The Hopkins test, described in the August 15 issue of Cancer Research, identifies the proteins as a truncated form of transthyretin, a fragment of ITIH4 and apolipoprotein A1, teased out with a rigorous evaluation of protein patterns present in blood samples from ovarian cancer patients at several U.S. and international hospitals. Other research groups are evaluating ovarian cancer blood tests that use protein profiles consisting of tens of thousands of unidentified molecules.
"By identifying a select group of biomarkers specific to ovarian cancer, we not only know the proteins we are dealing with, but we can trace them back to alterations in the genetic code of ovarian cancer cells," says Daniel W. Chan, Ph.D., professor and director of the Biomarker Discovery Center at Johns Hopkins. "We are focusing on the markers for which we have good biological reasoning behind their selection, and hope to expand the panel of markers to catch as many variations in ovarian cancer proteins as possible."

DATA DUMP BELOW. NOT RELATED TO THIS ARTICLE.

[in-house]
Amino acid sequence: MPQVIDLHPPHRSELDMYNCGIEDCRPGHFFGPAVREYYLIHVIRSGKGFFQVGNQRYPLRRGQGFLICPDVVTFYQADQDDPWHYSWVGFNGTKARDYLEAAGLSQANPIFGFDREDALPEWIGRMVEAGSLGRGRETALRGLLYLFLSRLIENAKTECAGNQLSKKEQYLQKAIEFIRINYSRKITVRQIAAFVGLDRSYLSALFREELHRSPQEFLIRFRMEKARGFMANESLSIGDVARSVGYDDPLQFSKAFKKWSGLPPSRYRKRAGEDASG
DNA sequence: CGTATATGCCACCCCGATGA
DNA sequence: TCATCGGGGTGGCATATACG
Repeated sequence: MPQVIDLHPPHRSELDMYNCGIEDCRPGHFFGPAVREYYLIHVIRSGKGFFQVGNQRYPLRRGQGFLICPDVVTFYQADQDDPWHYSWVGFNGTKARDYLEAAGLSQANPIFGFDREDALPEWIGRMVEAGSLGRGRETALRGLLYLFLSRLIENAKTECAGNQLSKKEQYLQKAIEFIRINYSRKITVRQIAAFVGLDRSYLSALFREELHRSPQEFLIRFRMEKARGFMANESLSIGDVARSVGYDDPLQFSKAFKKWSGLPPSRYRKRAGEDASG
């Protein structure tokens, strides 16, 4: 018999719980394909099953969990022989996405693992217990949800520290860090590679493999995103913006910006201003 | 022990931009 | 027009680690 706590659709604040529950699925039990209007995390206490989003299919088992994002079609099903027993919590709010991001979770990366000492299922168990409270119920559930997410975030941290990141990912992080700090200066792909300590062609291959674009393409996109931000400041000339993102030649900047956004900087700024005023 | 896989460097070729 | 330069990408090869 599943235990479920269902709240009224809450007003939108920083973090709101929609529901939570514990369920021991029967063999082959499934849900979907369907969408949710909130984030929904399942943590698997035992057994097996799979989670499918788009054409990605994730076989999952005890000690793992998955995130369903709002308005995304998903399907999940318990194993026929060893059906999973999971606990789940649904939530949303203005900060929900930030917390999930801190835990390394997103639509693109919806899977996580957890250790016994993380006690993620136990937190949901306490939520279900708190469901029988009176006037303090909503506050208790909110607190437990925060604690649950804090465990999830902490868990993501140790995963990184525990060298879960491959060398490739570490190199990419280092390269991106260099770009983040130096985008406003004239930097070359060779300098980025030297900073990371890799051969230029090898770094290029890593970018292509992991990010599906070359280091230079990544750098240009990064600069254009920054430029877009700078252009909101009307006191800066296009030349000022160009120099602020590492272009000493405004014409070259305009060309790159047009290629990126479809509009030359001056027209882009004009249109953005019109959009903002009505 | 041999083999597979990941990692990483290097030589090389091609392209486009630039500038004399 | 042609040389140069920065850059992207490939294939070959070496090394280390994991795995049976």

This research was funded by the National Cancer Institute and Ciphergen Biosystems, which has licensed the test.
Chan and his co-workers emphasize that the test will not be commercially available for screening the population at large until completion of further validation studies in larger groups of patients. And even then, Chan notes, it is never going to be possible for a blood test to correctly diagnose 100 percent of cancerous tumors 100 percent of the time. "The goal is to come as close as possible to that by using this test in combination with other available diagnostic tools." They believe, howe
Contact: Vanessa Wasta
Johns Hopkins Medical Institutions